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Sunday, May 24, 2015

The Ninth Letter of Hunger Mountain is U!

I'm pleased to have my poem "On Hearing of Your Hearing Loss" in the Spring/Summer 2015 Issue of Ninth Letter. Thanks to editors Jodee Stanley, Michael Madonick, Sarah Fan, and the rest! And congratulations to Corey Van Landingham, G. C. Waldrep, Claire Donato, and others whose work was also selected.

Also, two poems, "The Fold" and "Theories of Flow," are in the Body Issue of Hunger Mountain, which came out this spring. Thanks to editors Miciah Gault and Karen Cygnarowicz! I haven't been able to find much evidence of the issue online, though here it's mentioned at New Pages. Click on that link and you will learn that it has "spectacular (and controversial) cover art," which may be why its web presence is so limited. My contributor's copies were sent (by my request) to my parents' home (I often do this to save journals overseas postage), and my father was upset by the art and wanted to destroy the copies, by my mother wouldn't let him, and apparently she hid them. Anyway, it goes without saying, I have yet to see it (well, I found it online at the website of the designer, Laura Rossi Garcia, if you want to see what the fuss is about, but controversial it is, so consider yourself warned).

So, there's that. And that's all the good news for now. Yay.


Saturday, May 23, 2015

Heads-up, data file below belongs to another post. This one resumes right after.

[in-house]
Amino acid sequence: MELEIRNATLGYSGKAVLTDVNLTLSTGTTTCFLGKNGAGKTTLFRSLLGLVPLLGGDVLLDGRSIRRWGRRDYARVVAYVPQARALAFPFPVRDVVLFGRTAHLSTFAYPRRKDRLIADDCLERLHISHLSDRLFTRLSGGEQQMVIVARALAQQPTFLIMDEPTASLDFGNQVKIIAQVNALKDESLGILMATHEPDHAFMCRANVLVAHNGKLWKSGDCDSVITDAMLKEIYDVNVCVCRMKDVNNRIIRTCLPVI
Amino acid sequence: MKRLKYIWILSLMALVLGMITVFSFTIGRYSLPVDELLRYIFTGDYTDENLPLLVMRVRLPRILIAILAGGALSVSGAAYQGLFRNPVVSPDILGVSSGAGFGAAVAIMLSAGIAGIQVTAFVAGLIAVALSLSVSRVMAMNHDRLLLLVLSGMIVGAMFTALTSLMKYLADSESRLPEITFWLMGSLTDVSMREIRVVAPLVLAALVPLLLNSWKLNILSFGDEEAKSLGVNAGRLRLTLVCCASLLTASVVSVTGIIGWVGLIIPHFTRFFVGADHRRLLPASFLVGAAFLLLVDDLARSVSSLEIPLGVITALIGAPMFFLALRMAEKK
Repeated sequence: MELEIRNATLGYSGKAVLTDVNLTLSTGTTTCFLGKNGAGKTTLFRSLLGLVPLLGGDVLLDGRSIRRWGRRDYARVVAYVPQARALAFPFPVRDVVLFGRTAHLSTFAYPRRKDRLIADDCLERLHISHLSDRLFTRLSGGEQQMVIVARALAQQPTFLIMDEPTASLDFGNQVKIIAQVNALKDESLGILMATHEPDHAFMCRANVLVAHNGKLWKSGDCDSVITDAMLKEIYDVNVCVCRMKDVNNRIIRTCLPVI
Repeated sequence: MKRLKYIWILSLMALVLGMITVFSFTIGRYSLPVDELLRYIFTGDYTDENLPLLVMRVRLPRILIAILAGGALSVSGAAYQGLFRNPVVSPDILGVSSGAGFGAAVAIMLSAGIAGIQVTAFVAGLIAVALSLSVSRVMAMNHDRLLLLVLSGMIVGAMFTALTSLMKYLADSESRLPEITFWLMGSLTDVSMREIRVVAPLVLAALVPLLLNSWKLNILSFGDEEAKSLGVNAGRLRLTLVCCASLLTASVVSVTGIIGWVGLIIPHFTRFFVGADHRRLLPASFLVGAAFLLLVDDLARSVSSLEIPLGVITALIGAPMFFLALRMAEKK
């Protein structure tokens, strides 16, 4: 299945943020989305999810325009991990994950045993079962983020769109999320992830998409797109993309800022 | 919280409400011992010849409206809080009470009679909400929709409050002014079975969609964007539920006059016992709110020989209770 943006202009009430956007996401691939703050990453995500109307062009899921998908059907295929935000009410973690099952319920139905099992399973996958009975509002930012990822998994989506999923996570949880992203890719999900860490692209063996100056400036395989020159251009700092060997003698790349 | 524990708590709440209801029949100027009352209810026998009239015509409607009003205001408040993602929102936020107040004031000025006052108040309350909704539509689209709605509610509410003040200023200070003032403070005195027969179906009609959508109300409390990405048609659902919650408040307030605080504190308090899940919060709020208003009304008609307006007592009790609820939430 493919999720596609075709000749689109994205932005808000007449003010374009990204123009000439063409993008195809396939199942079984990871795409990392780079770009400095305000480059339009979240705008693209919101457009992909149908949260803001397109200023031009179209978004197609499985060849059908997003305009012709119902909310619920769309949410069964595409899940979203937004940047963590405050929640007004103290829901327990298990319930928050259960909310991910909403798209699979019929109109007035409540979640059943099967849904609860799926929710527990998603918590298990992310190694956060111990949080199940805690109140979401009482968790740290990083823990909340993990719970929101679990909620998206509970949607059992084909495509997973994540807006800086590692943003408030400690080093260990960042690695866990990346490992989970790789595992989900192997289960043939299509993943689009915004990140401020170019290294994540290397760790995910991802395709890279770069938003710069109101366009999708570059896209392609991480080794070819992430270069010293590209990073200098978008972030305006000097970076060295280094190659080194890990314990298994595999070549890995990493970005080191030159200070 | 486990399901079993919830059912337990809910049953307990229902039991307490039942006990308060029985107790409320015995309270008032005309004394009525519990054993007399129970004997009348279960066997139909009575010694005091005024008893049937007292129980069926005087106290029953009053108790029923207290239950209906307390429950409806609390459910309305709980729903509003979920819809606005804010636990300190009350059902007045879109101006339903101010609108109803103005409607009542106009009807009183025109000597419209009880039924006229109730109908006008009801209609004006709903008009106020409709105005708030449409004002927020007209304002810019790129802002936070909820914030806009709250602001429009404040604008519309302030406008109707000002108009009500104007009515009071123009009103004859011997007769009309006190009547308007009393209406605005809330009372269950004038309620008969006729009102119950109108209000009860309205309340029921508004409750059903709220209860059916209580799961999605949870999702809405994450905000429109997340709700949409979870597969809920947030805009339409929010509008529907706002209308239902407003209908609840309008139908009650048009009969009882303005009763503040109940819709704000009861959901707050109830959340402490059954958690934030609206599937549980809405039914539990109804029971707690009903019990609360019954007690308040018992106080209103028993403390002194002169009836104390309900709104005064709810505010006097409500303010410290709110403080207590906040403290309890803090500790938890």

Looking for Structural Elements

I'm working on finishing up the manuscript I've been writing the past (almost) two years. Most of the poems are done, so now I'm trying to come up with an order of poems and a manuscript title. To that end, I've been busy re-reading articles on both issues.

For what it's worth, here's a quick list of the resources on these topics I've mentioned in the past:

Katrina Vandenbergs' Putting Your Manuscript in Order: The Mix-Tape Strategy (Poets & Writers)
Jeffrey Levine's On Making the Poetry Manuscript (his own blog)
April Ossman's Thinking Like an Editor: How to Order Your Poetry Manuscript (Poets & Writers)
Albert Rios's Organization Strategies (his own website)

Albert Rios's Titling a Poem, Titling Anything (his own website)
Amy Fleming's Expanding Your Poem Through a Great Title (Through the Third Eye)
Annie Neugebauer's Titling Poems (her own blog)
Matthea Harvey's "If You Agree, Won't You Change the Title for Me? (Poem Present)

So after going through all these, it was serendipity that I put on my headphones to listen to the podcasts I've downloaded recently only to hear Radiotopia's Tim Key's Suspended Sentence, about a novelist trying to come up with a good first line. A little different than what I was thinking about, but definitely using the same muscle. Enjoy.